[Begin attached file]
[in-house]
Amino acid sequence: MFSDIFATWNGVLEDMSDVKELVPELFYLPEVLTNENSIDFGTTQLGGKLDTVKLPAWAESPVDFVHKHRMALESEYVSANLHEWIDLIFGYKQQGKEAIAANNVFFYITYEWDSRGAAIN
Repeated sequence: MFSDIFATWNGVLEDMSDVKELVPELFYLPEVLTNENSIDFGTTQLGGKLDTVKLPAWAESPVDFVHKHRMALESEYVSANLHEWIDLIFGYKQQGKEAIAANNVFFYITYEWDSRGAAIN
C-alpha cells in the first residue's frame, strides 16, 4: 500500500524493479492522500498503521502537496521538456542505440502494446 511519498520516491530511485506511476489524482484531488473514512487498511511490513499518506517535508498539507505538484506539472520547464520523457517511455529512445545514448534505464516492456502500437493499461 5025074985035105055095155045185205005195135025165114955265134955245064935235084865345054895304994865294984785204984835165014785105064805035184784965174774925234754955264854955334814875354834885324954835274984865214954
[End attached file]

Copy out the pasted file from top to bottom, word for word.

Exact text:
[in-house]
Amino acid sequence: MFSDIFATWNGVLEDMSDVKELVPELFYLPEVLTNENSIDFGTTQLGGKLDTVKLPAWAESPVDFVHKHRMALESEYVSANLHEWIDLIFGYKQQGKEAIAANNVFFYITYEWDSRGAAIN
Repeated sequence: MFSDIFATWNGVLEDMSDVKELVPELFYLPEVLTNENSIDFGTTQLGGKLDTVKLPAWAESPVDFVHKHRMALESEYVSANLHEWIDLIFGYKQQGKEAIAANNVFFYITYEWDSRGAAIN
C-alpha cells in the first residue's frame, strides 16, 4: 500500500524493479492522500498503521502537496521538456542505440502494446 511519498520516491530511485506511476489524482484531488473514512487498511511490513499518506517535508498539507505538484506539472520547464520523457517511455529512445545514448534505464516492456502500437493499461 5025074985035105055095155045185205005195135025165114955265134955245064935235084865345054895304994865294984785204984835165014785105064805035184784965174774925234754955264854955334814875354834885324954835274984865214954